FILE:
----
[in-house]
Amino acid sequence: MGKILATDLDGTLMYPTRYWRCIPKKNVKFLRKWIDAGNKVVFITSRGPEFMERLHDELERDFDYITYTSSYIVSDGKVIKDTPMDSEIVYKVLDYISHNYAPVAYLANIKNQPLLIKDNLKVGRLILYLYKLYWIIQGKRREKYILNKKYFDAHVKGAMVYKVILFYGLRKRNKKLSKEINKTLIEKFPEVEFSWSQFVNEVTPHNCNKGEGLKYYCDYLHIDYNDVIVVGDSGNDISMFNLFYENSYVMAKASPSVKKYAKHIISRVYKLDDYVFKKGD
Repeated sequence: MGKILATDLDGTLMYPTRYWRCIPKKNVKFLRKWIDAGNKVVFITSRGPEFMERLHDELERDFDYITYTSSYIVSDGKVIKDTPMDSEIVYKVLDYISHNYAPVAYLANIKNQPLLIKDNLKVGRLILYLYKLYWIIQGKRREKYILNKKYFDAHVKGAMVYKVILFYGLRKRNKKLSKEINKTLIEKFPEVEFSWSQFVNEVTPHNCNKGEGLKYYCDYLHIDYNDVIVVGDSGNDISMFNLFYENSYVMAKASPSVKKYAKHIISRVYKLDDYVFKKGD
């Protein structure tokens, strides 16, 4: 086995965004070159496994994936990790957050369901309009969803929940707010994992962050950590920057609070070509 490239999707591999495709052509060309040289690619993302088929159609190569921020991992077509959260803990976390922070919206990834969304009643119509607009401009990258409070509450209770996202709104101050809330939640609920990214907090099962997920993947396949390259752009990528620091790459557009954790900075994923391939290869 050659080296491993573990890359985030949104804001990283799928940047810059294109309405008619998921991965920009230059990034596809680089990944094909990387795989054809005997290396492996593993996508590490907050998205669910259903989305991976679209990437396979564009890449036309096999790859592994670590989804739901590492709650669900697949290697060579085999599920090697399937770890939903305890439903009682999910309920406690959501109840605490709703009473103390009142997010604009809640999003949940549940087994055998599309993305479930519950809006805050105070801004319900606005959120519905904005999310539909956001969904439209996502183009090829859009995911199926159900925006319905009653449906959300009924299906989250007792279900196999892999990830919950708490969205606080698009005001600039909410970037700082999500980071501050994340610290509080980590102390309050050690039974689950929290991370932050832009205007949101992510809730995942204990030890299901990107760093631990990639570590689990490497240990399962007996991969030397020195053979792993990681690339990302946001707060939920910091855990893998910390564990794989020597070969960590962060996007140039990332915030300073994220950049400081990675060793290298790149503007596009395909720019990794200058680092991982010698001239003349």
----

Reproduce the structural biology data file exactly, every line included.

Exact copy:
[in-house]
Amino acid sequence: MGKILATDLDGTLMYPTRYWRCIPKKNVKFLRKWIDAGNKVVFITSRGPEFMERLHDELERDFDYITYTSSYIVSDGKVIKDTPMDSEIVYKVLDYISHNYAPVAYLANIKNQPLLIKDNLKVGRLILYLYKLYWIIQGKRREKYILNKKYFDAHVKGAMVYKVILFYGLRKRNKKLSKEINKTLIEKFPEVEFSWSQFVNEVTPHNCNKGEGLKYYCDYLHIDYNDVIVVGDSGNDISMFNLFYENSYVMAKASPSVKKYAKHIISRVYKLDDYVFKKGD
Repeated sequence: MGKILATDLDGTLMYPTRYWRCIPKKNVKFLRKWIDAGNKVVFITSRGPEFMERLHDELERDFDYITYTSSYIVSDGKVIKDTPMDSEIVYKVLDYISHNYAPVAYLANIKNQPLLIKDNLKVGRLILYLYKLYWIIQGKRREKYILNKKYFDAHVKGAMVYKVILFYGLRKRNKKLSKEINKTLIEKFPEVEFSWSQFVNEVTPHNCNKGEGLKYYCDYLHIDYNDVIVVGDSGNDISMFNLFYENSYVMAKASPSVKKYAKHIISRVYKLDDYVFKKGD
């Protein structure tokens, strides 16, 4: 086995965004070159496994994936990790957050369901309009969803929940707010994992962050950590920057609070070509 490239999707591999495709052509060309040289690619993302088929159609190569921020991992077509959260803990976390922070919206990834969304009643119509607009401009990258409070509450209770996202709104101050809330939640609920990214907090099962997920993947396949390259752009990528620091790459557009954790900075994923391939290869 050659080296491993573990890359985030949104804001990283799928940047810059294109309405008619998921991965920009230059990034596809680089990944094909990387795989054809005997290396492996593993996508590490907050998205669910259903989305991976679209990437396979564009890449036309096999790859592994670590989804739901590492709650669900697949290697060579085999599920090697399937770890939903305890439903009682999910309920406690959501109840605490709703009473103390009142997010604009809640999003949940549940087994055998599309993305479930519950809006805050105070801004319900606005959120519905904005999310539909956001969904439209996502183009090829859009995911199926159900925006319905009653449906959300009924299906989250007792279900196999892999990830919950708490969205606080698009005001600039909410970037700082999500980071501050994340610290509080980590102390309050050690039974689950929290991370932050832009205007949101992510809730995942204990030890299901990107760093631990990639570590689990490497240990399962007996991969030397020195053979792993990681690339990302946001707060939920910091855990893998910390564990794989020597070969960590962060996007140039990332915030300073994220950049400081990675060793290298790149503007596009395909720019990794200058680092991982010698001239003349």